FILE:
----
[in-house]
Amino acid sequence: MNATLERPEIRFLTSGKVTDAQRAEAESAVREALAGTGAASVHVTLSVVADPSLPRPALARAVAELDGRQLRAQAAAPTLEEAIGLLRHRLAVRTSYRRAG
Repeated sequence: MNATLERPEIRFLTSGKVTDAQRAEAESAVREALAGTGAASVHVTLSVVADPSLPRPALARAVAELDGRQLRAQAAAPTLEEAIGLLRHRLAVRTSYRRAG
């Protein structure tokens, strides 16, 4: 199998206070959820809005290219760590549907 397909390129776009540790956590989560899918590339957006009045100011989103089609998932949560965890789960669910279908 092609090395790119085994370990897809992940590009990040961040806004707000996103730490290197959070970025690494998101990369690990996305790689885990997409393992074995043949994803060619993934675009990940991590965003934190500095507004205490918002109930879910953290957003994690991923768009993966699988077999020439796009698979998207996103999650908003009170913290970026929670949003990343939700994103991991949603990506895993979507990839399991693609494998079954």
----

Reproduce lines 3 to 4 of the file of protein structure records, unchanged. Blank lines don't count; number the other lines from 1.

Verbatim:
Repeated sequence: MNATLERPEIRFLTSGKVTDAQRAEAESAVREALAGTGAASVHVTLSVVADPSLPRPALARAVAELDGRQLRAQAAAPTLEEAIGLLRHRLAVRTSYRRAG
């Protein structure tokens, strides 16, 4: 199998206070959820809005290219760590549907 397909390129776009540790956590989560899918590339957006009045100011989103089609998932949560965890789960669910279908 092609090395790119085994370990897809992940590009990040961040806004707000996103730490290197959070970025690494998101990369690990996305790689885990997409393992074995043949994803060619993934675009990940991590965003934190500095507004205490918002109930879910953290957003994690991923768009993966699988077999020439796009698979998207996103999650908003009170913290970026929670949003990343939700994103991991949603990506895993979507990839399991693609494998079954």